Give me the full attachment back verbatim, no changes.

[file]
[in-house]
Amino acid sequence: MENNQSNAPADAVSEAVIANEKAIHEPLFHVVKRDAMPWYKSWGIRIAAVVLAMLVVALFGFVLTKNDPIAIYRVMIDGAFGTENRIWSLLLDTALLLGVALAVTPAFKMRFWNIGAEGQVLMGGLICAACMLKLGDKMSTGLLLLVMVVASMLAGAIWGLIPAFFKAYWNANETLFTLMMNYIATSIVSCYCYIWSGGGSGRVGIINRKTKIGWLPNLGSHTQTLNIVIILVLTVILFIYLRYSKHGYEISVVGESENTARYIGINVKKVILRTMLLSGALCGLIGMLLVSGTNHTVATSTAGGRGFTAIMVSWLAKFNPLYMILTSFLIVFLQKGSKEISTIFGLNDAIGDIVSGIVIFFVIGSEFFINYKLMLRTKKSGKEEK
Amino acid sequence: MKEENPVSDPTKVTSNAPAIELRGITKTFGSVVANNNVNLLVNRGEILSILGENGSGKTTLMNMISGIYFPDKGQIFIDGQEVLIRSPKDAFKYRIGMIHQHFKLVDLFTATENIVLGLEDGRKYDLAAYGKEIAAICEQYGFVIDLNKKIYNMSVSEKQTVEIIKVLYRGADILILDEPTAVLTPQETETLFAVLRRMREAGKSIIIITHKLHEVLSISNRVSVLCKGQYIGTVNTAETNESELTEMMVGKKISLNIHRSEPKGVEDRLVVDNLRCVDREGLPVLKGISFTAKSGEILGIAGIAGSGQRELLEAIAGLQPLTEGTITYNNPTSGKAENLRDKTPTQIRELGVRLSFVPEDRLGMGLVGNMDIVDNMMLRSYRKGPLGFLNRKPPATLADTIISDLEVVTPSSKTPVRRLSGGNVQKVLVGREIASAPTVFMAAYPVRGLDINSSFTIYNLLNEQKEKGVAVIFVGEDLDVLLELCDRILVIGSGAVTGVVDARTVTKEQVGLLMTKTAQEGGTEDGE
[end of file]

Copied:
[in-house]
Amino acid sequence: MENNQSNAPADAVSEAVIANEKAIHEPLFHVVKRDAMPWYKSWGIRIAAVVLAMLVVALFGFVLTKNDPIAIYRVMIDGAFGTENRIWSLLLDTALLLGVALAVTPAFKMRFWNIGAEGQVLMGGLICAACMLKLGDKMSTGLLLLVMVVASMLAGAIWGLIPAFFKAYWNANETLFTLMMNYIATSIVSCYCYIWSGGGSGRVGIINRKTKIGWLPNLGSHTQTLNIVIILVLTVILFIYLRYSKHGYEISVVGESENTARYIGINVKKVILRTMLLSGALCGLIGMLLVSGTNHTVATSTAGGRGFTAIMVSWLAKFNPLYMILTSFLIVFLQKGSKEISTIFGLNDAIGDIVSGIVIFFVIGSEFFINYKLMLRTKKSGKEEK
Amino acid sequence: MKEENPVSDPTKVTSNAPAIELRGITKTFGSVVANNNVNLLVNRGEILSILGENGSGKTTLMNMISGIYFPDKGQIFIDGQEVLIRSPKDAFKYRIGMIHQHFKLVDLFTATENIVLGLEDGRKYDLAAYGKEIAAICEQYGFVIDLNKKIYNMSVSEKQTVEIIKVLYRGADILILDEPTAVLTPQETETLFAVLRRMREAGKSIIIITHKLHEVLSISNRVSVLCKGQYIGTVNTAETNESELTEMMVGKKISLNIHRSEPKGVEDRLVVDNLRCVDREGLPVLKGISFTAKSGEILGIAGIAGSGQRELLEAIAGLQPLTEGTITYNNPTSGKAENLRDKTPTQIRELGVRLSFVPEDRLGMGLVGNMDIVDNMMLRSYRKGPLGFLNRKPPATLADTIISDLEVVTPSSKTPVRRLSGGNVQKVLVGREIASAPTVFMAAYPVRGLDINSSFTIYNLLNEQKEKGVAVIFVGEDLDVLLELCDRILVIGSGAVTGVVDARTVTKEQVGLLMTKTAQEGGTEDGE